Friday, June 24, 2011

Two Centuries in the Life of a Biblical Commonplace Book

John Merbecke, A booke of notes and common places: with their expositions, collected and gathered out of the workes of diuers singular writers, and brought alphabetically into order: a worke both profitable and also necessarie, to those that desire the true vnderstanding & meaning of the holy Scripture.
Imprinted at London: By Thomas East, 1581
[44], 688, 699-1194 p. ; 19cm. (4to). Plain sheep binding

Our collection's only example of a printed commonplace book in English, this copy of Merbecke's Scriptural handbook is in fairly poor condition, as it clearly has been well used over time. Fortunately a dense layering of ownership inscriptions has survived on the book's opening leaves, documenting two centuries of male and female owners in the British Isles. 

The first inscription (in pencil), reads "W. Blacks Book Kelsocleugh [???] 9 1805 [?]" (Kelsocleugh or Kelso is in the Scottish Borders, Scotland.) In the next couple of leaves W. Black inscribes a prayer taken from Edward Young's verse "Paraphrase on part of the Book of Job," from The complaint: or, night-thoughts on life, death, and immortality. To which is added, a paraphrase on part of the Book of Job (first pub with the paraphrase in 1750; reprinted numerous times throughout second half of eighteenth century). Black has excerpted the paraphrase of Job 42, the book's final chapter.

It reads: 

William Black his Book
Kelsocleugh may the 7 180[*]
William Black Kelsocleug[h]

thou Canst accomplish all things lord of might
and evry thought is naked to thy Sight
But oh thy ways are wonderful and lie
Beyound the deepest reach of mortal eye
oft have I heard of thine almighty power
But never saw thee till this dreadful hou[r]
Oerwhelmed with shame the lord of life I see
abhor myself and give my soul to thee
Nor shall my weakness tempt thine anger mo[re?]
man was not made to question but adore
                        Job 42    1--7
on lifes fair tree fast by ^the^throne of god
what golden joys ambrosial Clustring glow

[second section]

O thou who dost permit these ills to fall
for gracious ends and would that man should mourn
O thou whose hands this goodly fabric framd
who knowst it best and wouldst that man should know
what is this sublunary world a vapour
a vapour all it holds itself a vapour
earths days are numberd or remote her doom
as mortall tho less transient than her sons
yet they doat on her as the world and they
were both eternal      Solid thou [a dream]

[in pencil] O thou [???? this penciled note is difficult to read]

E. Simpson Alnmouth
Jany 5th 1850

William Black transcribed the first part (before "Job 42 1--7") from the concluding lines of Young's "Paraphrase." He extracted the two lines at the bottom of the first page from "Night the First" of Night Thoughts. On the second leaf he wrote down a passage from the eighth night of the same poem. From this passage he omitted three lines between the last "vapour" and "earths days"; they read:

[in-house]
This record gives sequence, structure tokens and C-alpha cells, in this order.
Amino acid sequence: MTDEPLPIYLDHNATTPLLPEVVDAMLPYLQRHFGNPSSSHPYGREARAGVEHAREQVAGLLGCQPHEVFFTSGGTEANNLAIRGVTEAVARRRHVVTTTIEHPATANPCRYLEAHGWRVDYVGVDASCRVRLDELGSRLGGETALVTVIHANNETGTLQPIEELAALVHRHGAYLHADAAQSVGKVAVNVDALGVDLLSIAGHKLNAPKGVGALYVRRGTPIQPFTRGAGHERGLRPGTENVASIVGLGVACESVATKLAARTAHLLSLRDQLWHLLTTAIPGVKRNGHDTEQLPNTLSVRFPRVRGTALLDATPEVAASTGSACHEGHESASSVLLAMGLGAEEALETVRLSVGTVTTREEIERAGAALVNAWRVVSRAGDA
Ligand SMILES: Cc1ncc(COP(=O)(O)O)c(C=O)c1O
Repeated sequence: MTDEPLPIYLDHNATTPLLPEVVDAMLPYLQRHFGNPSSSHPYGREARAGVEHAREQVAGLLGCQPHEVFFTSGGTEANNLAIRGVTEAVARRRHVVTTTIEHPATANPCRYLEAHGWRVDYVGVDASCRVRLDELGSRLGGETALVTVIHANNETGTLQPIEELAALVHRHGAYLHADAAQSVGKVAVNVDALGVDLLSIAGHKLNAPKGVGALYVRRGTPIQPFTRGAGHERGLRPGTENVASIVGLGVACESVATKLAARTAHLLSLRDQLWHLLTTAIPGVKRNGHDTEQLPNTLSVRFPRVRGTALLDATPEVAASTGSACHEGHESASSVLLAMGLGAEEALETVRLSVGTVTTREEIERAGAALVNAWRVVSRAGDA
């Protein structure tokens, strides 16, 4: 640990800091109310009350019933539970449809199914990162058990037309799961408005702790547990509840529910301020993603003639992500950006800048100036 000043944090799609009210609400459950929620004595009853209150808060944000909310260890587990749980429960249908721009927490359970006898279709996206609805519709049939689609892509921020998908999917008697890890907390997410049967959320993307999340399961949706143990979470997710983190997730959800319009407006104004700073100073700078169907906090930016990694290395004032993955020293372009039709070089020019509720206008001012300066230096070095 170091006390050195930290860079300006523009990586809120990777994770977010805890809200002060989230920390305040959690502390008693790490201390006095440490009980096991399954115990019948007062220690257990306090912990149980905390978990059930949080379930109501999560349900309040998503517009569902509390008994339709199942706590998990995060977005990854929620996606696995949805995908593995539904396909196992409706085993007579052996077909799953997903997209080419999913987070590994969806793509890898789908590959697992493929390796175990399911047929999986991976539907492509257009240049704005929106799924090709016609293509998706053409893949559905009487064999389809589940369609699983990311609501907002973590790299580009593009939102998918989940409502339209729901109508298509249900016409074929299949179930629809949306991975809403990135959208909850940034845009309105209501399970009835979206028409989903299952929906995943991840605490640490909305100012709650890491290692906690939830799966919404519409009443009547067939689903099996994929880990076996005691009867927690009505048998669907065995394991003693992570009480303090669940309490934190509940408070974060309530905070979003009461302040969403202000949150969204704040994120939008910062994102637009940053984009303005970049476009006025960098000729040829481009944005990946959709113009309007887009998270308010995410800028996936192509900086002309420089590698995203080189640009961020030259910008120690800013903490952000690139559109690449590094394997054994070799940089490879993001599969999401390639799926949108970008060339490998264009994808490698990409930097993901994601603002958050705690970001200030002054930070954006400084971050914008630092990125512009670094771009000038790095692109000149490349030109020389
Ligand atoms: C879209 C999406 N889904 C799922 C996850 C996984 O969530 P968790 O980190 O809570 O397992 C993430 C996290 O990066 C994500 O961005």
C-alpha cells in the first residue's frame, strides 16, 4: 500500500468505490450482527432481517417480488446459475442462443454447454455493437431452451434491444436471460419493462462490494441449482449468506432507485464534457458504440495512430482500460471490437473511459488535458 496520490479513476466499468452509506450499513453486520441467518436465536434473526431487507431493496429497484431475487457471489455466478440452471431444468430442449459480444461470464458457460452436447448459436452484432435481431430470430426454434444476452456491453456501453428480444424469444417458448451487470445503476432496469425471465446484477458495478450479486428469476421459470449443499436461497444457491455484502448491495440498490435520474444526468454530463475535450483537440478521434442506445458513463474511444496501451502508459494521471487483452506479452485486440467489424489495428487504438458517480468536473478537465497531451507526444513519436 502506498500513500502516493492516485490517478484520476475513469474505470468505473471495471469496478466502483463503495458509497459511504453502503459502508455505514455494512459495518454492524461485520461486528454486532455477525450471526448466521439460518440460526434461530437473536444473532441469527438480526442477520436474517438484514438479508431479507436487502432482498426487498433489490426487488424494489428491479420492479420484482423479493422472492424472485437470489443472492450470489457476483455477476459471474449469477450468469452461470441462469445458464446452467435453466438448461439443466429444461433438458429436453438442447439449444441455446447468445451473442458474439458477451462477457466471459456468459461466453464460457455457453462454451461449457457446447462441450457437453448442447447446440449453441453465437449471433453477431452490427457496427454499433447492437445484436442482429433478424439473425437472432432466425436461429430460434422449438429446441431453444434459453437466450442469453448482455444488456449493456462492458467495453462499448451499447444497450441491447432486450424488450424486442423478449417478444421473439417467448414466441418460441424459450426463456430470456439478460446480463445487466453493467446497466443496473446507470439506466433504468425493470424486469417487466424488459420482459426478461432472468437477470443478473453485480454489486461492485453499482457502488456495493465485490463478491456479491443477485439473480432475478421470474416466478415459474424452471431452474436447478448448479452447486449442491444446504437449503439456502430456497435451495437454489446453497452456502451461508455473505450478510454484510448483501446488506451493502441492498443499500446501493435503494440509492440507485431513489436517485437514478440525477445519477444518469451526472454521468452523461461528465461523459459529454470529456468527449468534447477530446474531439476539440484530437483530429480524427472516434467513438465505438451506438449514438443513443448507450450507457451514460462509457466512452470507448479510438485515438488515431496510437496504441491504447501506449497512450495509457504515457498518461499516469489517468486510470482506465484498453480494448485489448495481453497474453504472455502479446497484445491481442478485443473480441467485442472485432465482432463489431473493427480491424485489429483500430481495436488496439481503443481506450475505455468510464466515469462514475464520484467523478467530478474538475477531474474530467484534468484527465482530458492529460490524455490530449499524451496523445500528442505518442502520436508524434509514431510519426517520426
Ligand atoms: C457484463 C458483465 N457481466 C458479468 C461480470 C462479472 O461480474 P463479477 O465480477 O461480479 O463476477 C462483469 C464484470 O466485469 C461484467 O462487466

From the damp bed of Chaos, as they beam 
Exhaled, ordained to swim its destined hour
In ambient air, then melt and disappear.

Black attributes the poem to "young" in the final line. The penciled inscription  is in the same hand as William Black's 1805 [?] pencil signature (see above). An additional inscription in ink—"E. Simpson Alnmouth Jany 5th 1850"—documents the book's latest nineteenth-century owner. And as you probably noticed, the verso of the leaf with Black's transcription of Young's "Paraphrase" bears the inscription "W. Leydon."

The next two openings offer rich provenance information, recording numerous owners and dates while also preserving a notice of an early rebinding.

These two pages contain the following items in manuscript:

1) sums in an eighteenth century hand 
2) inscriptions of a Robert Jobson, one dated 1763
3) inscriptions of William Black, dated 1797
4) inscriptions of Thomas Leydon, dated 1794, Denholm [also in Scottish Borders]. Probably  related to the "W. Leydon" mentioned above.
5) pen trials in numerous hands
6) this note: "this Book was printed in the year 1581 Binded 1802 at verry great age"

Here is a similar list for the next opening (see below):

1) several inscriptions of Robert Jobson, one dated 1772
2) inscription of Mary Dent, Gateshead June 31th [sic] 1704
3) inscription of John Thomson, dated 1707
4) inscription of William Black, dated 1798

Most of these inscriptions, with the exception of Mary Dent's, have Scottish provenance. The note about the binding in 1802 (on the first leaf) is very interesting, capturing an owner's care for a treasured book "at verry great age." Here is a picture of the plainly bound sheepskin binding:

Sheepskin is softer but less durable than calf or goatskin, and for this reason few sheepskin bindings from the early modern period survive without a few tears or imperfections. Sheepskin was the cheap alternative to calf; the finest bindings were made from goat. 

None of the book's five former owners annotated the printed text of Merbecke's A booke of notes and common places, although the work remains interesting in its own right. Here are several sample images of the text which amply demonstrate the book's content and style:

One leaf bears a final ownership inscription, belonging to Thomas Leydon:

I haven't attempted to track down the identities of the book's former owners, although I am sure the answers lie in Google Books searching nineteenth-century English genealogical works. All in all a book with great manuscript content. This is one of two books we own with extensive Scottish provenance; the other is a copy of Sidney's Arcadia that I plan to write about at some point this summer.

No comments:

Post a Comment